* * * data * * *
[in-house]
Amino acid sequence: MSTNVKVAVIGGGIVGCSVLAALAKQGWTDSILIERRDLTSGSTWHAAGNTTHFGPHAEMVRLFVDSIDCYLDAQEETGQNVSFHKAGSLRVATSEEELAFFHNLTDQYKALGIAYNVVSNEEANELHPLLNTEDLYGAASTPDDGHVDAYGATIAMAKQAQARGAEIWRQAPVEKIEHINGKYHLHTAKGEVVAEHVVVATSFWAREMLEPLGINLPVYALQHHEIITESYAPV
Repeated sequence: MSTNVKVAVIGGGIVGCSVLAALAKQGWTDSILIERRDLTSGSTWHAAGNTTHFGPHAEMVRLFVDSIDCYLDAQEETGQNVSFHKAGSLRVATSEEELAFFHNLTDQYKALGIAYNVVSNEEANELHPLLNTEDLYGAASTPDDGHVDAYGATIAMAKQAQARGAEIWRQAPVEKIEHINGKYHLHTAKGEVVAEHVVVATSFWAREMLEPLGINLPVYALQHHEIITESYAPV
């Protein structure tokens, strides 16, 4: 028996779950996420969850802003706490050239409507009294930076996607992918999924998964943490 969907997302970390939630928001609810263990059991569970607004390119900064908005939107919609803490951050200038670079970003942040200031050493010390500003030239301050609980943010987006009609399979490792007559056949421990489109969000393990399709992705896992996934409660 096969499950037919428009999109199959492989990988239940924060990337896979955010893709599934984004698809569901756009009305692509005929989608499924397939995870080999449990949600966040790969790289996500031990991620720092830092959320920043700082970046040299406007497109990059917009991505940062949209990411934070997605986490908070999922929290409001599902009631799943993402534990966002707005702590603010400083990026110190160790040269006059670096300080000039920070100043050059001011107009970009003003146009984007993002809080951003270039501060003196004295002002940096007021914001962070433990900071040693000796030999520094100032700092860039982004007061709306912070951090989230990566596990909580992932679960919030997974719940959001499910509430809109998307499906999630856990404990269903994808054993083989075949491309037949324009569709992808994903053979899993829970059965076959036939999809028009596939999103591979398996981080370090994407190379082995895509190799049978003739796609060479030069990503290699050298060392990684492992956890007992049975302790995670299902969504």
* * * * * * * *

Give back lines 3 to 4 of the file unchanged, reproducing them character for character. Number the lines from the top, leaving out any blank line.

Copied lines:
Repeated sequence: MSTNVKVAVIGGGIVGCSVLAALAKQGWTDSILIERRDLTSGSTWHAAGNTTHFGPHAEMVRLFVDSIDCYLDAQEETGQNVSFHKAGSLRVATSEEELAFFHNLTDQYKALGIAYNVVSNEEANELHPLLNTEDLYGAASTPDDGHVDAYGATIAMAKQAQARGAEIWRQAPVEKIEHINGKYHLHTAKGEVVAEHVVVATSFWAREMLEPLGINLPVYALQHHEIITESYAPV
């Protein structure tokens, strides 16, 4: 028996779950996420969850802003706490050239409507009294930076996607992918999924998964943490 969907997302970390939630928001609810263990059991569970607004390119900064908005939107919609803490951050200038670079970003942040200031050493010390500003030239301050609980943010987006009609399979490792007559056949421990489109969000393990399709992705896992996934409660 096969499950037919428009999109199959492989990988239940924060990337896979955010893709599934984004698809569901756009009305692509005929989608499924397939995870080999449990949600966040790969790289996500031990991620720092830092959320920043700082970046040299406007497109990059917009991505940062949209990411934070997605986490908070999922929290409001599902009631799943993402534990966002707005702590603010400083990026110190160790040269006059670096300080000039920070100043050059001011107009970009003003146009984007993002809080951003270039501060003196004295002002940096007021914001962070433990900071040693000796030999520094100032700092860039982004007061709306912070951090989230990566596990909580992932679960919030997974719940959001499910509430809109998307499906999630856990404990269903994808054993083989075949491309037949324009569709992808994903053979899993829970059965076959036939999809028009596939999103591979398996981080370090994407190379082995895509190799049978003739796609060479030069990503290699050298060392990684492992956890007992049975302790995670299902969504």